Investigations have revealed that the phase conductors generate high electric fields, which can cause hardware corona as well as surface currents and subsequent discharges on a polluted jacket of the fiber-optic cable causing damage to the polyethylene (PE) cable jacket

      Dry-band Arcing

      When ADSS cable is wet and/or polluted, it becomes semi-conductive, dry-band arcing occurs when the fiber-optic cable is polluted and wet therefore, the majority of dry-band arcing-caused failures occur especially in highly polluted areas or in a coastal area. The wind from the sea drives saltwater droplets onto the fiber-optic-cable surface, which covers the cable with a thin layer of salt. Fog or dew wets the pollution layer and forms a conductive layer on the cable surface. Capacitive coupling between the phase conductors and fiber-optic cable induces current along the wet pollution layer. This current dries the layer and forms small dry bands. The dry band interrupts the current and generates a high voltage across the band. This voltage produces a flashover across the band and forms an arc. The heating effect of the arc extends the dry-band length, which stops the arcing. However, condensation and wind-driven saltwater from the sea wet the cable and reinitiate the arcing. Dry-band arcing is a periodic phenomenon that occurs when the cable is simultaneously wet and polluted.

      The higher the contamination and moisture, the higher the induced current thus, in subtropical areas, dry-band arcing as well as corona are especially harmful due to the specific climate conditions: an eight- to nine-month dry period followed by a shorter rainy period in winter. The cable surface pollution layer after the dry period is hard and adhesive, and particularly thick in the regions nearing clamps causing a serious corona problem.


      Since the electric field level upon the fiber optic cable depend several manageable parameters such as the voltage of the transmission line, the phase conductor parameters such as diameter, number of conductors per phase and conductor spacing all those can be changed and vary so that the local electric field will stay lower than 30 kV/cm.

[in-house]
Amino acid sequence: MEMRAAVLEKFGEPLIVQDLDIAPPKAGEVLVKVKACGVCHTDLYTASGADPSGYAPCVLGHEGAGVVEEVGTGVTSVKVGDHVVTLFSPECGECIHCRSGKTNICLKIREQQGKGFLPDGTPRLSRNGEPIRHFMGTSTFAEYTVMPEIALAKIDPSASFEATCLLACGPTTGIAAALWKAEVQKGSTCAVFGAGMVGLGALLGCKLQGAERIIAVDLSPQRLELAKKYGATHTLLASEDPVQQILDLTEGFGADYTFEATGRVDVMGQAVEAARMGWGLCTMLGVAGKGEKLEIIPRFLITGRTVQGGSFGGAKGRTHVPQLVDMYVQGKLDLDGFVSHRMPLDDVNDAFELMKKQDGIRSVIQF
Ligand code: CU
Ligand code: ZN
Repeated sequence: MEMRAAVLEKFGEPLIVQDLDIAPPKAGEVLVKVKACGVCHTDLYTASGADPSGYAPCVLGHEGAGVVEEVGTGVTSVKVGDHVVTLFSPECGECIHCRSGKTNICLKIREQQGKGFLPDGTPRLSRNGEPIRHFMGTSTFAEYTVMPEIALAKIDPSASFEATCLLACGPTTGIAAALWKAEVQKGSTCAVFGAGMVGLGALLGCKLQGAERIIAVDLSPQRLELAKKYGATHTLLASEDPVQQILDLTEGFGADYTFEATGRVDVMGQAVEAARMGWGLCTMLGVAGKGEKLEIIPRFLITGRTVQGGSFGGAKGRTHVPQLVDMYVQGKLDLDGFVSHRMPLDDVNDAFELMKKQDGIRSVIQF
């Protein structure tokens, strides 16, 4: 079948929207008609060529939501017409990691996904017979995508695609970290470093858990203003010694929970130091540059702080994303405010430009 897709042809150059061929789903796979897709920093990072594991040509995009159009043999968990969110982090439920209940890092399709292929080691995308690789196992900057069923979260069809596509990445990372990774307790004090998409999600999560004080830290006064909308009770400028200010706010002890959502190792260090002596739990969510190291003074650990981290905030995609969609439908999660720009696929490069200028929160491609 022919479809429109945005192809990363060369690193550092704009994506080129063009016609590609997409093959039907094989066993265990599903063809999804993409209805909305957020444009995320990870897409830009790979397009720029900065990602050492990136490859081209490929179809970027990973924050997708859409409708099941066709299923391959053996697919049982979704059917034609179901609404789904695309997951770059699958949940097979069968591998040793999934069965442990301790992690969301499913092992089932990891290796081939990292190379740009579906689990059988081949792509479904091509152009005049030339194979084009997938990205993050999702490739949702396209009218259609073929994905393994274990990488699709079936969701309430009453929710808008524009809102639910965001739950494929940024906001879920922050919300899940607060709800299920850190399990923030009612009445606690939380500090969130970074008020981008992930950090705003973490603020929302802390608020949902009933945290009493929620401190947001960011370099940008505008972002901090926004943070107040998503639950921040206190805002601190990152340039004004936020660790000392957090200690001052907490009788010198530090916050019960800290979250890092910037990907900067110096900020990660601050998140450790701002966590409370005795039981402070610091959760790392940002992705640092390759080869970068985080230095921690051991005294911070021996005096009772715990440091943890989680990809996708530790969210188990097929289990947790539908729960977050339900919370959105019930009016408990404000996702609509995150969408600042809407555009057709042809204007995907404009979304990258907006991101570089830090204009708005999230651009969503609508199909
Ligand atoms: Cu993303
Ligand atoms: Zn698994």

Relocate the ADSS on the tower to points of less electrical field intensity will work. Position of ADSS cable (distance from clamps and fiber-optic cable to phase conductors and tower) will also change the electrical field and decrease the leakage current along it so, it is necessary to determine its optimal position on the tower to ensure safe distance from ADSS cable to phase conductors and to ground in order to avoid corona and partial discharges on its surface.

      There are other methods of corona prevention as retrofitting the cable with corona coils and even to use track-resistant jacket materials but these methods are not always practical. In some cases corona rings on the clamp's extremities or polymer insulator can also minimize the electrical field intensity thus, eliminating the corona and arcing but they are not very typical.

      Predictive maintenance with daytime corona camera is the best way to detect and pinpoint dry-band arcing and corona sources during daytime. It gives the ability to analyze findings and create a data trending for cost effectiveness. With a corona camera it is possible to detect loose hardware, bad groundings, broken strands, degradation and erosion of the cable jacket causing corona and most importunately dry band arcing caused by contamination and pollution.


      [1] "Fiber Optic Cables in Overhead Transmission Corridors: A State-of-the-Art Review Report Fast-Track Project Beats the Heat", TR-108959, Nov 1997
      [2] "Track Project Beats the Heatby George G. Karady, M. Tuominen and D. Torgerson", Transmission & Distribution World, Dec 1, 2000
      [3] "ADSS Cables Recognizing the Problems and Solutions" Felix G. Kaidanov, IEC, Oct 1, 2002

ADSS Fiber Optic